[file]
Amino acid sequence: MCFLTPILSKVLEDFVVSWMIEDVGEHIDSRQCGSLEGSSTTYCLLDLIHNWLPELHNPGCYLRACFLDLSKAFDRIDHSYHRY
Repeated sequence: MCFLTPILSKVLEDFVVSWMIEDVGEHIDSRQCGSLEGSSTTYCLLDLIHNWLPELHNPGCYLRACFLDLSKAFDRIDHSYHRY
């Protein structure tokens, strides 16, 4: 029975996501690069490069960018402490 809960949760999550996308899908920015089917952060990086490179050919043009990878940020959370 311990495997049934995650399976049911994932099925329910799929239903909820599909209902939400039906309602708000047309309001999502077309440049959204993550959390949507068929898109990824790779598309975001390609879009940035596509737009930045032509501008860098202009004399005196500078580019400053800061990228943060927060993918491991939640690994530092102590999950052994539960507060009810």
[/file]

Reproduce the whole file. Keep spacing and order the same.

Amino acid sequence: MCFLTPILSKVLEDFVVSWMIEDVGEHIDSRQCGSLEGSSTTYCLLDLIHNWLPELHNPGCYLRACFLDLSKAFDRIDHSYHRY
Repeated sequence: MCFLTPILSKVLEDFVVSWMIEDVGEHIDSRQCGSLEGSSTTYCLLDLIHNWLPELHNPGCYLRACFLDLSKAFDRIDHSYHRY
């Protein structure tokens, strides 16, 4: 029975996501690069490069960018402490 809960949760999550996308899908920015089917952060990086490179050919043009990878940020959370 311990495997049934995650399976049911994932099925329910799929239903909820599909209902939400039906309602708000047309309001999502077309440049959204993550959390949507068929898109990824790779598309975001390609879009940035596509737009930045032509501008860098202009004399005196500078580019400053800061990228943060927060993918491991939640690994530092102590999950052994539960507060009810």